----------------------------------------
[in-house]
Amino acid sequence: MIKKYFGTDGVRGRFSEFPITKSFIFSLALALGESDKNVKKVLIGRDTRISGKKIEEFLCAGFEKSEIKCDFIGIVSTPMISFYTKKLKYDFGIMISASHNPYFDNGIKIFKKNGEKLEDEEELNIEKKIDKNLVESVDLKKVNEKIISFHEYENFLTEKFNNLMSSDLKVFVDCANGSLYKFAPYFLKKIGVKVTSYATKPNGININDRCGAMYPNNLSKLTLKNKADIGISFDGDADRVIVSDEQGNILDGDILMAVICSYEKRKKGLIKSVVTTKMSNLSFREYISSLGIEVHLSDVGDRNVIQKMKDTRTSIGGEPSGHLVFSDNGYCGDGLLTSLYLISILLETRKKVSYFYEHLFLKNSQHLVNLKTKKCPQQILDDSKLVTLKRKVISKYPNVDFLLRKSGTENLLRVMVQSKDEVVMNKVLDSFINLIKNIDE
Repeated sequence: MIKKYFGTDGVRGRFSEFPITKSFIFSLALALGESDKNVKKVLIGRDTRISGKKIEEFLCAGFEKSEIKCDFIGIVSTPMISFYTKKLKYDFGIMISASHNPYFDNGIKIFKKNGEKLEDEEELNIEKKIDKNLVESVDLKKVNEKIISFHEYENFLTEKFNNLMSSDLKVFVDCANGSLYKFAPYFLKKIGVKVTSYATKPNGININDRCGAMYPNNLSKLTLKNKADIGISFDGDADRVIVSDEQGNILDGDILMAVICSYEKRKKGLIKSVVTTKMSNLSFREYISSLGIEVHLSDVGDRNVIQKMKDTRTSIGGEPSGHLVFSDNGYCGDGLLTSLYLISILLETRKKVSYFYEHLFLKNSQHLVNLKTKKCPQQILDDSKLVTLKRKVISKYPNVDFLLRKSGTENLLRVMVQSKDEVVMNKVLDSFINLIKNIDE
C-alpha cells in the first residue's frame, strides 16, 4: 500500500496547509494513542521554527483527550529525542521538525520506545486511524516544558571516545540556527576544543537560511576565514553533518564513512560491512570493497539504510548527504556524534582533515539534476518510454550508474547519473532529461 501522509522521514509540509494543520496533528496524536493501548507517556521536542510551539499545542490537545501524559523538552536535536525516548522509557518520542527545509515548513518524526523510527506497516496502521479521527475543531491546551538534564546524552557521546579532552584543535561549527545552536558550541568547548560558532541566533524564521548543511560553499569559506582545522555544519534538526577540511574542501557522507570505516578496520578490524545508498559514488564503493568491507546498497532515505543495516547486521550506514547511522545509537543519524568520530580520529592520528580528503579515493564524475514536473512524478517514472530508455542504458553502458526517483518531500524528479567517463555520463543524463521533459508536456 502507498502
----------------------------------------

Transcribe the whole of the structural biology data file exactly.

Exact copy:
[in-house]
Amino acid sequence: MIKKYFGTDGVRGRFSEFPITKSFIFSLALALGESDKNVKKVLIGRDTRISGKKIEEFLCAGFEKSEIKCDFIGIVSTPMISFYTKKLKYDFGIMISASHNPYFDNGIKIFKKNGEKLEDEEELNIEKKIDKNLVESVDLKKVNEKIISFHEYENFLTEKFNNLMSSDLKVFVDCANGSLYKFAPYFLKKIGVKVTSYATKPNGININDRCGAMYPNNLSKLTLKNKADIGISFDGDADRVIVSDEQGNILDGDILMAVICSYEKRKKGLIKSVVTTKMSNLSFREYISSLGIEVHLSDVGDRNVIQKMKDTRTSIGGEPSGHLVFSDNGYCGDGLLTSLYLISILLETRKKVSYFYEHLFLKNSQHLVNLKTKKCPQQILDDSKLVTLKRKVISKYPNVDFLLRKSGTENLLRVMVQSKDEVVMNKVLDSFINLIKNIDE
Repeated sequence: MIKKYFGTDGVRGRFSEFPITKSFIFSLALALGESDKNVKKVLIGRDTRISGKKIEEFLCAGFEKSEIKCDFIGIVSTPMISFYTKKLKYDFGIMISASHNPYFDNGIKIFKKNGEKLEDEEELNIEKKIDKNLVESVDLKKVNEKIISFHEYENFLTEKFNNLMSSDLKVFVDCANGSLYKFAPYFLKKIGVKVTSYATKPNGININDRCGAMYPNNLSKLTLKNKADIGISFDGDADRVIVSDEQGNILDGDILMAVICSYEKRKKGLIKSVVTTKMSNLSFREYISSLGIEVHLSDVGDRNVIQKMKDTRTSIGGEPSGHLVFSDNGYCGDGLLTSLYLISILLETRKKVSYFYEHLFLKNSQHLVNLKTKKCPQQILDDSKLVTLKRKVISKYPNVDFLLRKSGTENLLRVMVQSKDEVVMNKVLDSFINLIKNIDE
C-alpha cells in the first residue's frame, strides 16, 4: 500500500496547509494513542521554527483527550529525542521538525520506545486511524516544558571516545540556527576544543537560511576565514553533518564513512560491512570493497539504510548527504556524534582533515539534476518510454550508474547519473532529461 501522509522521514509540509494543520496533528496524536493501548507517556521536542510551539499545542490537545501524559523538552536535536525516548522509557518520542527545509515548513518524526523510527506497516496502521479521527475543531491546551538534564546524552557521546579532552584543535561549527545552536558550541568547548560558532541566533524564521548543511560553499569559506582545522555544519534538526577540511574542501557522507570505516578496520578490524545508498559514488564503493568491507546498497532515505543495516547486521550506514547511522545509537543519524568520530580520529592520528580528503579515493564524475514536473512524478517514472530508455542504458553502458526517483518531500524528479567517463555520463543524463521533459508536456 502507498502